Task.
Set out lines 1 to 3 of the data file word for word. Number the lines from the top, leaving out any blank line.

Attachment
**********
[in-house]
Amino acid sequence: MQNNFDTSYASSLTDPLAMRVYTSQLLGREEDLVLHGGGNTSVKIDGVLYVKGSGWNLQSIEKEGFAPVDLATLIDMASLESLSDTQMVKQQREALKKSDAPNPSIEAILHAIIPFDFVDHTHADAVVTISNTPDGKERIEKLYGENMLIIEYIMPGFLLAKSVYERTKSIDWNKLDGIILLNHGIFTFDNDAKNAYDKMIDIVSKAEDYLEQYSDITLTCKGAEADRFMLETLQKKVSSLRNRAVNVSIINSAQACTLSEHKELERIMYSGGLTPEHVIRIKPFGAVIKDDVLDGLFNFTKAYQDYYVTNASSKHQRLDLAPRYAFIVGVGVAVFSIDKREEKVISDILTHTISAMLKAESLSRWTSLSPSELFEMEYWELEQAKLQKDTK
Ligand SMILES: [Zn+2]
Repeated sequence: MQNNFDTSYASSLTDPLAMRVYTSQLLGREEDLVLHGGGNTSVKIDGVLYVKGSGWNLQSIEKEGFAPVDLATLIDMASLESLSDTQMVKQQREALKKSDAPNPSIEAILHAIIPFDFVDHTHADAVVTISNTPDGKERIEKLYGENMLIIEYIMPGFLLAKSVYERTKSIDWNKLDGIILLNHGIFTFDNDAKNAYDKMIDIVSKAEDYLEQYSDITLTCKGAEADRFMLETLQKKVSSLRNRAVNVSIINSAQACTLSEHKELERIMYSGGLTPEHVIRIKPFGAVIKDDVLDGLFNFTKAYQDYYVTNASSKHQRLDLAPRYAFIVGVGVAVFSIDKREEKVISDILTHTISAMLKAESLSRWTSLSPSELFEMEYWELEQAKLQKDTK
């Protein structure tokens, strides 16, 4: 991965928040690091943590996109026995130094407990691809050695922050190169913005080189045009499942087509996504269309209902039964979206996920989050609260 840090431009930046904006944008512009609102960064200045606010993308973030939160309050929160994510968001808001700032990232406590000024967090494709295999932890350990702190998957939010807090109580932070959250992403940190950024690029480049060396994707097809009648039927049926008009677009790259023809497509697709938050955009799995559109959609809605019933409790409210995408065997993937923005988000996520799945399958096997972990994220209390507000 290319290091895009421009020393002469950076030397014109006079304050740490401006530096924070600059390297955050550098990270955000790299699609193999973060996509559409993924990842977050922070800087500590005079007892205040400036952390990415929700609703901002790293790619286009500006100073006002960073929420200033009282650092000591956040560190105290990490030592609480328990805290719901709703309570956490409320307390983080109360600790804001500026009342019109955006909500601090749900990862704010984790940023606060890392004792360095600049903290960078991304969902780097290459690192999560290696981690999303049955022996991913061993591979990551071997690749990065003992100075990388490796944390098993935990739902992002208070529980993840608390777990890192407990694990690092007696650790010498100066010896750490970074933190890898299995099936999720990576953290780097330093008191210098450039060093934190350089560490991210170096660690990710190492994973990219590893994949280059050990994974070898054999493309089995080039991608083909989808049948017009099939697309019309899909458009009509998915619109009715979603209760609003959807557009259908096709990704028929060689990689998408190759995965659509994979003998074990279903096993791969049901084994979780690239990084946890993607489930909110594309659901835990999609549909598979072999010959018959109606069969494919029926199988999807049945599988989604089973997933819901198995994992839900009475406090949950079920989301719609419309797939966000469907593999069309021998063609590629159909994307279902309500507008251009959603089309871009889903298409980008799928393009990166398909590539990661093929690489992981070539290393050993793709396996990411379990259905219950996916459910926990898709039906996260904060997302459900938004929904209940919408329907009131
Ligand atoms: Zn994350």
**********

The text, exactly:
[in-house]
Amino acid sequence: MQNNFDTSYASSLTDPLAMRVYTSQLLGREEDLVLHGGGNTSVKIDGVLYVKGSGWNLQSIEKEGFAPVDLATLIDMASLESLSDTQMVKQQREALKKSDAPNPSIEAILHAIIPFDFVDHTHADAVVTISNTPDGKERIEKLYGENMLIIEYIMPGFLLAKSVYERTKSIDWNKLDGIILLNHGIFTFDNDAKNAYDKMIDIVSKAEDYLEQYSDITLTCKGAEADRFMLETLQKKVSSLRNRAVNVSIINSAQACTLSEHKELERIMYSGGLTPEHVIRIKPFGAVIKDDVLDGLFNFTKAYQDYYVTNASSKHQRLDLAPRYAFIVGVGVAVFSIDKREEKVISDILTHTISAMLKAESLSRWTSLSPSELFEMEYWELEQAKLQKDTK
Ligand SMILES: [Zn+2]